Our students will be able to shape their own learning

The Tong Centre at Simon Langton Boys

As the Simon Langton Grammar School for Boys opens its Tong Centre for research, head of school Ken Moffat outlines the vision for it

Schools don’t have research centres. The Langton now has two.

This underpins our paradoxical belief that we don’t actually know what it is that we want our students to learn.

Too often in this country “education” means learning what everybody else has learned before. Research means learning what nobody has ever learned before.

The first three years at The Langton are based around our own history of ideas programme looking at the timeline of human existence and the very best that has been done, learned or thought by humans.

From this, our students are then prepared to step off and shape their own learning.

Ken Moffat, Langton head of school

Of course, in order to do this, we have to reject the exam-based agenda that has driven the educational “philosophy” of successive governments and has driven education in Britain into crisis.

Exams may be necessary, but they are an insufficient measure of the progress of schools and/or students.

Too many headteachers have blindly followed poorly thought out government doctrine as though receiving the sacred stones of Sinai.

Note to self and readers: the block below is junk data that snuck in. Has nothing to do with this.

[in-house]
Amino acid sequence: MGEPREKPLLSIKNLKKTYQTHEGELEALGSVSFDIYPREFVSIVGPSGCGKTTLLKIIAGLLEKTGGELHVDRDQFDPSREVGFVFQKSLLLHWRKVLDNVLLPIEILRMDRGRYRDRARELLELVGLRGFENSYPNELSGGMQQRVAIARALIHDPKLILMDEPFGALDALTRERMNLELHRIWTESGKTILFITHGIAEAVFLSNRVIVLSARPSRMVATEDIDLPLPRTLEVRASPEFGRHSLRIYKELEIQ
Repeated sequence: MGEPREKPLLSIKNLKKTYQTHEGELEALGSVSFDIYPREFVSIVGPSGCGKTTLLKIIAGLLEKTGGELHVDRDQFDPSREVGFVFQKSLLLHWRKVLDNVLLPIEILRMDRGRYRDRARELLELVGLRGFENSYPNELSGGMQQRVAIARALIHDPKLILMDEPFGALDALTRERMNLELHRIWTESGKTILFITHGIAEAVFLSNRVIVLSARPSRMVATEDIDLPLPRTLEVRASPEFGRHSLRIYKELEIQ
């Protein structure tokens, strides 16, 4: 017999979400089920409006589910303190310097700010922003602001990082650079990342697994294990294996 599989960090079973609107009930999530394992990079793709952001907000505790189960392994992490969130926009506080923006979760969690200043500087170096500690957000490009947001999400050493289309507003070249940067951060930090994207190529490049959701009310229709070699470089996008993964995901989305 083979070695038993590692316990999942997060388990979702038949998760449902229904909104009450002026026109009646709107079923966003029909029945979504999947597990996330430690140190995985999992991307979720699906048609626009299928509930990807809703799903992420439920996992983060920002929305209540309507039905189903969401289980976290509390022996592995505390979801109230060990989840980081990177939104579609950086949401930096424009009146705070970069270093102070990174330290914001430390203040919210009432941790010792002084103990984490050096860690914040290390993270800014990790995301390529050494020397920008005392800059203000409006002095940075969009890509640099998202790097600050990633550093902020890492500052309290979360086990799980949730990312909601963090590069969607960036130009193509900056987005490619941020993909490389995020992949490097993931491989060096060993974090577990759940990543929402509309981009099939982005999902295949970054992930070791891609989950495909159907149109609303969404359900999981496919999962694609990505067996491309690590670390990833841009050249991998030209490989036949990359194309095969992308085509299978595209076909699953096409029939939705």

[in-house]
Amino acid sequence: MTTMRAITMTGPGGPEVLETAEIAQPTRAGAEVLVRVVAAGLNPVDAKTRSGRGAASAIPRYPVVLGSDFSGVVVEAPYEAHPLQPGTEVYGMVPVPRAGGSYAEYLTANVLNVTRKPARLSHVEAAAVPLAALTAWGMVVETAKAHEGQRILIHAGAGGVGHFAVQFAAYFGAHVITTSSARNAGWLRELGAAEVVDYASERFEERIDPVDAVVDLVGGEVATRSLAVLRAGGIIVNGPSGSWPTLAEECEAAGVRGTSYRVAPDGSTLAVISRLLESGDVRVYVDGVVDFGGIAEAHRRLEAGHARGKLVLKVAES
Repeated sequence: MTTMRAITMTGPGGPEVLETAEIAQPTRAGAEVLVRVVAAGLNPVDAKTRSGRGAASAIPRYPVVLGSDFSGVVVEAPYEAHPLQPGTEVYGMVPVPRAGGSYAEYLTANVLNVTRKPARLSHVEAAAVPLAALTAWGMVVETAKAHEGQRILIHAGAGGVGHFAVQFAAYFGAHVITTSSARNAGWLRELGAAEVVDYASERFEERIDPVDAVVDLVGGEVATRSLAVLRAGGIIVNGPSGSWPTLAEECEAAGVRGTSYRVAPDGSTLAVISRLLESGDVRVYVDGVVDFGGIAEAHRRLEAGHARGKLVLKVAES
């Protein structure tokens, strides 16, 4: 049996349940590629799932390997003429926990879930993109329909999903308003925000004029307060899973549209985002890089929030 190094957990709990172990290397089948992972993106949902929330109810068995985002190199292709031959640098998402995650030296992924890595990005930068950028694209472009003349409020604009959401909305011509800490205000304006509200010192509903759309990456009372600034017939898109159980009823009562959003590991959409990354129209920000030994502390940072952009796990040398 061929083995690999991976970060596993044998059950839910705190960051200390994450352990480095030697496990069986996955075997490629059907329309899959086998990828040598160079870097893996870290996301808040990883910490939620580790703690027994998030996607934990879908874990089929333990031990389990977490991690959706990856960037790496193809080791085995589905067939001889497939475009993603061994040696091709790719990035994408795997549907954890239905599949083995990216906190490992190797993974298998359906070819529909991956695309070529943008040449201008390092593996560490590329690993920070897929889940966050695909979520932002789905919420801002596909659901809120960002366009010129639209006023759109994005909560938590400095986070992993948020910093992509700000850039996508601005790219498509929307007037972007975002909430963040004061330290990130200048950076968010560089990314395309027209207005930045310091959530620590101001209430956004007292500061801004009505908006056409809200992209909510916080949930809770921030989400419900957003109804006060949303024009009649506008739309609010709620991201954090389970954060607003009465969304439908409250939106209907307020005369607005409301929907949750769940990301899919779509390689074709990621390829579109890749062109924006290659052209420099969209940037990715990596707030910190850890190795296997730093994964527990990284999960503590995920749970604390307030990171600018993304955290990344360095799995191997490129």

The concept of league tables for schools is as risible as it is iniquitous and has narrowed the focus for too many schools for too long.

When I was at school in the 70s, I was taught by a lot of people who shouldn’t have been teaching, but what they were trying to teach me was worth knowing. Now it is the other way round. Great teachers, poor curriculum.

And so we will continue to wind up our senior students and see just how far they can progress without the parameters of a curriculum with boundaries.

In science we have generated data which feeds CERN and NASA. In the humanities we created the Langton Press for the publication of the best work our students can create.

Now watch this space for what we can do with the Tong Centre for Creative Research.

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